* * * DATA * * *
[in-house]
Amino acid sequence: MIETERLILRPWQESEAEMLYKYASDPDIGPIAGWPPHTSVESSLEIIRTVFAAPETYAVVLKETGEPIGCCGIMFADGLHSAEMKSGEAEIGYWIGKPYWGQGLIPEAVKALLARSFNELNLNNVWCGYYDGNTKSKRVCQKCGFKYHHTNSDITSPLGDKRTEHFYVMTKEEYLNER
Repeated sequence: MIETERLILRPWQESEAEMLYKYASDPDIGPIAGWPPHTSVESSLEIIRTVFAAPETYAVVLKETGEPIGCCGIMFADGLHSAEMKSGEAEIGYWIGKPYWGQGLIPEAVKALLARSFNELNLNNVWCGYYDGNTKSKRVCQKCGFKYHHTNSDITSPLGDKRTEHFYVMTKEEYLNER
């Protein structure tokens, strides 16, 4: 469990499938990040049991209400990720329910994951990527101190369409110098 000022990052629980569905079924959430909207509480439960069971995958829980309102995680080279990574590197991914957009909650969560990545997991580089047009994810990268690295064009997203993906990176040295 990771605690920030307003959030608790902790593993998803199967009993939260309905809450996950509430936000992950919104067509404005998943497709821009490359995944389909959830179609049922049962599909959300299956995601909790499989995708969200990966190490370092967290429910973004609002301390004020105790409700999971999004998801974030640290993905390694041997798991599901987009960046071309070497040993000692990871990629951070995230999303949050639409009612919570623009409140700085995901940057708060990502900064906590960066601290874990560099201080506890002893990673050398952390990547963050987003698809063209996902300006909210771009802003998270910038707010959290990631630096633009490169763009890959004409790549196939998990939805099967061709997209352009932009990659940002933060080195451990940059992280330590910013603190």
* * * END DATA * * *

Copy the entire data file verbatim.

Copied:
[in-house]
Amino acid sequence: MIETERLILRPWQESEAEMLYKYASDPDIGPIAGWPPHTSVESSLEIIRTVFAAPETYAVVLKETGEPIGCCGIMFADGLHSAEMKSGEAEIGYWIGKPYWGQGLIPEAVKALLARSFNELNLNNVWCGYYDGNTKSKRVCQKCGFKYHHTNSDITSPLGDKRTEHFYVMTKEEYLNER
Repeated sequence: MIETERLILRPWQESEAEMLYKYASDPDIGPIAGWPPHTSVESSLEIIRTVFAAPETYAVVLKETGEPIGCCGIMFADGLHSAEMKSGEAEIGYWIGKPYWGQGLIPEAVKALLARSFNELNLNNVWCGYYDGNTKSKRVCQKCGFKYHHTNSDITSPLGDKRTEHFYVMTKEEYLNER
């Protein structure tokens, strides 16, 4: 469990499938990040049991209400990720329910994951990527101190369409110098 000022990052629980569905079924959430909207509480439960069971995958829980309102995680080279990574590197991914957009909650969560990545997991580089047009994810990268690295064009997203993906990176040295 990771605690920030307003959030608790902790593993998803199967009993939260309905809450996950509430936000992950919104067509404005998943497709821009490359995944389909959830179609049922049962599909959300299956995601909790499989995708969200990966190490370092967290429910973004609002301390004020105790409700999971999004998801974030640290993905390694041997798991599901987009960046071309070497040993000692990871990629951070995230999303949050639409009612919570623009409140700085995901940057708060990502900064906590960066601290874990560099201080506890002893990673050398952390990547963050987003698809063209996902300006909210771009802003998270910038707010959290990631630096633009490169763009890959004409790549196939998990939805099967061709997209352009932009990659940002933060080195451990940059992280330590910013603190």